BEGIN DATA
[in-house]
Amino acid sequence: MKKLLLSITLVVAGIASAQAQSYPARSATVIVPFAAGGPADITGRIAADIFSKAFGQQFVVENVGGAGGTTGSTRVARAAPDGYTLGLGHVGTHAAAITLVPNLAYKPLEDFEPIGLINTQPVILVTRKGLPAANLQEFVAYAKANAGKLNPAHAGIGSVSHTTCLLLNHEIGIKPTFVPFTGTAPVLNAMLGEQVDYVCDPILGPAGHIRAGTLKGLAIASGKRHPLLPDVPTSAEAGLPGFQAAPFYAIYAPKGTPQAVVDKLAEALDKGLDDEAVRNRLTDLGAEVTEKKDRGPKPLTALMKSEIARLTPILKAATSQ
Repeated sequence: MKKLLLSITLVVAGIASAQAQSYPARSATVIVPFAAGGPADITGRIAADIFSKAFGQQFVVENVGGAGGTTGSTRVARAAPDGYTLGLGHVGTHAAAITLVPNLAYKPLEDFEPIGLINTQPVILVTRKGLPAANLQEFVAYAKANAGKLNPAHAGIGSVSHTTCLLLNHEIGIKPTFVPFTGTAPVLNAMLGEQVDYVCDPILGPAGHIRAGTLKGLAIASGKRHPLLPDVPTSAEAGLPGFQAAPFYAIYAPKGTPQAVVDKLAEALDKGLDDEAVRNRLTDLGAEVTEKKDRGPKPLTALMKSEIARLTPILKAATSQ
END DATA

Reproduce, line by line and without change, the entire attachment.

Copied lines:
[in-house]
Amino acid sequence: MKKLLLSITLVVAGIASAQAQSYPARSATVIVPFAAGGPADITGRIAADIFSKAFGQQFVVENVGGAGGTTGSTRVARAAPDGYTLGLGHVGTHAAAITLVPNLAYKPLEDFEPIGLINTQPVILVTRKGLPAANLQEFVAYAKANAGKLNPAHAGIGSVSHTTCLLLNHEIGIKPTFVPFTGTAPVLNAMLGEQVDYVCDPILGPAGHIRAGTLKGLAIASGKRHPLLPDVPTSAEAGLPGFQAAPFYAIYAPKGTPQAVVDKLAEALDKGLDDEAVRNRLTDLGAEVTEKKDRGPKPLTALMKSEIARLTPILKAATSQ
Repeated sequence: MKKLLLSITLVVAGIASAQAQSYPARSATVIVPFAAGGPADITGRIAADIFSKAFGQQFVVENVGGAGGTTGSTRVARAAPDGYTLGLGHVGTHAAAITLVPNLAYKPLEDFEPIGLINTQPVILVTRKGLPAANLQEFVAYAKANAGKLNPAHAGIGSVSHTTCLLLNHEIGIKPTFVPFTGTAPVLNAMLGEQVDYVCDPILGPAGHIRAGTLKGLAIASGKRHPLLPDVPTSAEAGLPGFQAAPFYAIYAPKGTPQAVVDKLAEALDKGLDDEAVRNRLTDLGAEVTEKKDRGPKPLTALMKSEIARLTPILKAATSQ